>> 1.8E+308 == 1.#INF >> -1.8E+308 == -1.#INF
Float! values represent 64-bit positive and negative numbers that contain a decimal point.
Floats span a range from
Floats return #INF on overflow by design.
Dividing 0.0 by 0.0 results in
Float! is a member of the following typesets:
Float! values can be created using literal syntax, or at runtime by using a
make constructor or
>> 100.1 == 100.1
>> make float! 1 == 1.0
>> to float! 1 == 1.0
3. Literal syntax
Zero or more digits, followed by a dot
., followed by one or more digits.
A comma can be used in place of the dot for the decimal point.
|A formed value will normalize a decimal comma to a decimal point as the decimal mark.|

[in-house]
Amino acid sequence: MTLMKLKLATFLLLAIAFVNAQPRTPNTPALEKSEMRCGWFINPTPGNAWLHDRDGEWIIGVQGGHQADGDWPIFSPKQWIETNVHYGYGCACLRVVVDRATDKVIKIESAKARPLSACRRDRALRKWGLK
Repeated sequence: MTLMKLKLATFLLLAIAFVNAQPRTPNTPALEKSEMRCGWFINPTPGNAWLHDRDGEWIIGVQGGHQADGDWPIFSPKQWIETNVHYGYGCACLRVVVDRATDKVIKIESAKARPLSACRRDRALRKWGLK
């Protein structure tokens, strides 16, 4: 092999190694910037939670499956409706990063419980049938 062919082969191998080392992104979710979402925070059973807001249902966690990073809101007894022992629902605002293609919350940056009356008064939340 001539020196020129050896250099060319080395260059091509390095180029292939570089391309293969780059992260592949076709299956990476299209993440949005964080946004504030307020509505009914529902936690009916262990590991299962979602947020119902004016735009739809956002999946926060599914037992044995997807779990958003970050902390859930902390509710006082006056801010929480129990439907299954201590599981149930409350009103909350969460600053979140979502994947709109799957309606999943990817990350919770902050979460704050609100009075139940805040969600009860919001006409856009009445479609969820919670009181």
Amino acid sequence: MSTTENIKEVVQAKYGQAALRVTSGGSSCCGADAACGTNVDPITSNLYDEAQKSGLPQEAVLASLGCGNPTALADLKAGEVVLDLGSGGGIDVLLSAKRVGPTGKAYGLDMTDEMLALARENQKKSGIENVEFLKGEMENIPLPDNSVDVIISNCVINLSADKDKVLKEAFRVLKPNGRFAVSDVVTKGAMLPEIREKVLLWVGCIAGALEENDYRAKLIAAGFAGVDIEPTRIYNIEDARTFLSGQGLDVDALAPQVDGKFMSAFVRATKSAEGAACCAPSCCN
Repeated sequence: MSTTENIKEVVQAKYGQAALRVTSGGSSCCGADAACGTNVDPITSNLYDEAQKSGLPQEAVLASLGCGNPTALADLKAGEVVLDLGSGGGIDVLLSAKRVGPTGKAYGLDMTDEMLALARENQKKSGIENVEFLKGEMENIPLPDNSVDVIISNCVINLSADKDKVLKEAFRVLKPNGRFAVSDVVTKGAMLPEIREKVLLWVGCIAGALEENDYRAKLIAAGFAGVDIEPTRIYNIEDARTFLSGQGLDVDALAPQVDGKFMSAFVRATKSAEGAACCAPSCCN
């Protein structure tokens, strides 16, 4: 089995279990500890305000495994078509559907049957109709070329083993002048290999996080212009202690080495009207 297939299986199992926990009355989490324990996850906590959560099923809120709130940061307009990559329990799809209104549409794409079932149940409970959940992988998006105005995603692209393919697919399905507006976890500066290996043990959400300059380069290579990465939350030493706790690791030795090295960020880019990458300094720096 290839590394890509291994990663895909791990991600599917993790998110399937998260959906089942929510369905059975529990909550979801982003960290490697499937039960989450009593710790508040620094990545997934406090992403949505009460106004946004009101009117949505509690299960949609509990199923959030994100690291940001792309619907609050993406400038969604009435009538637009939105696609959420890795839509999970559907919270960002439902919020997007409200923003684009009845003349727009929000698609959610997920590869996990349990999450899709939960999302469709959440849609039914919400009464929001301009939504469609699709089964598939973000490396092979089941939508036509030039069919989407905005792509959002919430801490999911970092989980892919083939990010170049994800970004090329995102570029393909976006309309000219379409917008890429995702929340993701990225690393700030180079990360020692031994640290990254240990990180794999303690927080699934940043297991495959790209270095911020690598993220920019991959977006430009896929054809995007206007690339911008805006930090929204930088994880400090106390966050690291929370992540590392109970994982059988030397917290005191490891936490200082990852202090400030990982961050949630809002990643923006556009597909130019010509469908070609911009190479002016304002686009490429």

- immediately before the first digit indicates the positive or negative sign of the
Leading zeros are ignored.
>> +00123.4 == 123.4
' is used as a place value separator for large values, and can appear anywhere after the first digit.
>> 60'000'12'3.4 == 60000123.4
A single quote
' immediately before or after the decimal point will raise an error.
>> 60'000'123'.4 *** Syntax Error: invalid integer! at "60'000'123'.4" *** Where: do *** Stack: load
>> 60'000'123.'4 *** Syntax Error: invalid integer! at "60'000'123.'4" *** Where: do *** Stack: load
All comparators can be applied on
=, ==, <>, >, <, >=, <=, =?. In addition,
max are also supported.
A float value can be converted at runtime to
string! by using a
|The digits after the decimal point will be discarded when converting a float to an integer. No rounding will take place.|
>> to integer! 123.4 == 123 >> to string! 123.4 == "123.4"
integer! are combined in an expression, the result will be a
>> 123.4 * 42 == 5182.8
6. Testing values
float? to check if a value is of the
>> float? 123.4 == true
type? to return the datatype of a given value.
>> type? 123.4 == float!
7. Pre-defined words